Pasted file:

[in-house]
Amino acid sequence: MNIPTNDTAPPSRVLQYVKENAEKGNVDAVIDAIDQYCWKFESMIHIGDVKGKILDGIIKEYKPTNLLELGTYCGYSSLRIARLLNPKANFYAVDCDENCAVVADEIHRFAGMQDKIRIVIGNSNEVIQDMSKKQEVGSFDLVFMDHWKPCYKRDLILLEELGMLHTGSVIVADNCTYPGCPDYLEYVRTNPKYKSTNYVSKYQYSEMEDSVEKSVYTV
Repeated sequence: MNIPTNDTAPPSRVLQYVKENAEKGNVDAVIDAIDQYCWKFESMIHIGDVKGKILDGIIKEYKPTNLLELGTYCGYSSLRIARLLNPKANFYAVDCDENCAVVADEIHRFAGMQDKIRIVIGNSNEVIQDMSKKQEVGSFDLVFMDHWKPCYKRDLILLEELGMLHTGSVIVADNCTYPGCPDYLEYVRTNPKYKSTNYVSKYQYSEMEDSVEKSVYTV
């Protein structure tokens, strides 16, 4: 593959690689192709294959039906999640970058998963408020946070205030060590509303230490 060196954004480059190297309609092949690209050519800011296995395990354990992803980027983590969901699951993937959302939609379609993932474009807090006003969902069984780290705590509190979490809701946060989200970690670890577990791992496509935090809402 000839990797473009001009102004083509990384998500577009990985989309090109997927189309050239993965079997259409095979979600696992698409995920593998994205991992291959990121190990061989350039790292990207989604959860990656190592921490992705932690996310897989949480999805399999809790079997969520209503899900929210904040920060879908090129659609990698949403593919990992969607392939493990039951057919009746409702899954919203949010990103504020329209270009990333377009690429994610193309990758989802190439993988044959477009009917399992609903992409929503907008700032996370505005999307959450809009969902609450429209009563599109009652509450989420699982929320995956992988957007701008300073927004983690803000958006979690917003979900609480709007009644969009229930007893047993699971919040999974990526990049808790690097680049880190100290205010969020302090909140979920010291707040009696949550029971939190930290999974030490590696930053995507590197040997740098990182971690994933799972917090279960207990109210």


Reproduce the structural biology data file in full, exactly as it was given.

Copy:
[in-house]
Amino acid sequence: MNIPTNDTAPPSRVLQYVKENAEKGNVDAVIDAIDQYCWKFESMIHIGDVKGKILDGIIKEYKPTNLLELGTYCGYSSLRIARLLNPKANFYAVDCDENCAVVADEIHRFAGMQDKIRIVIGNSNEVIQDMSKKQEVGSFDLVFMDHWKPCYKRDLILLEELGMLHTGSVIVADNCTYPGCPDYLEYVRTNPKYKSTNYVSKYQYSEMEDSVEKSVYTV
Repeated sequence: MNIPTNDTAPPSRVLQYVKENAEKGNVDAVIDAIDQYCWKFESMIHIGDVKGKILDGIIKEYKPTNLLELGTYCGYSSLRIARLLNPKANFYAVDCDENCAVVADEIHRFAGMQDKIRIVIGNSNEVIQDMSKKQEVGSFDLVFMDHWKPCYKRDLILLEELGMLHTGSVIVADNCTYPGCPDYLEYVRTNPKYKSTNYVSKYQYSEMEDSVEKSVYTV
């Protein structure tokens, strides 16, 4: 593959690689192709294959039906999640970058998963408020946070205030060590509303230490 060196954004480059190297309609092949690209050519800011296995395990354990992803980027983590969901699951993937959302939609379609993932474009807090006003969902069984780290705590509190979490809701946060989200970690670890577990791992496509935090809402 000839990797473009001009102004083509990384998500577009990985989309090109997927189309050239993965079997259409095979979600696992698409995920593998994205991992291959990121190990061989350039790292990207989604959860990656190592921490992705932690996310897989949480999805399999809790079997969520209503899900929210904040920060879908090129659609990698949403593919990992969607392939493990039951057919009746409702899954919203949010990103504020329209270009990333377009690429994610193309990758989802190439993988044959477009009917399992609903992409929503907008700032996370505005999307959450809009969902609450429209009563599109009652509450989420699982929320995956992988957007701008300073927004983690803000958006979690917003979900609480709007009644969009229930007893047993699971919040999974990526990049808790690097680049880190100290205010969020302090909140979920010291707040009696949550029971939190930290999974030490590696930053995507590197040997740098990182971690994933799972917090279960207990109210």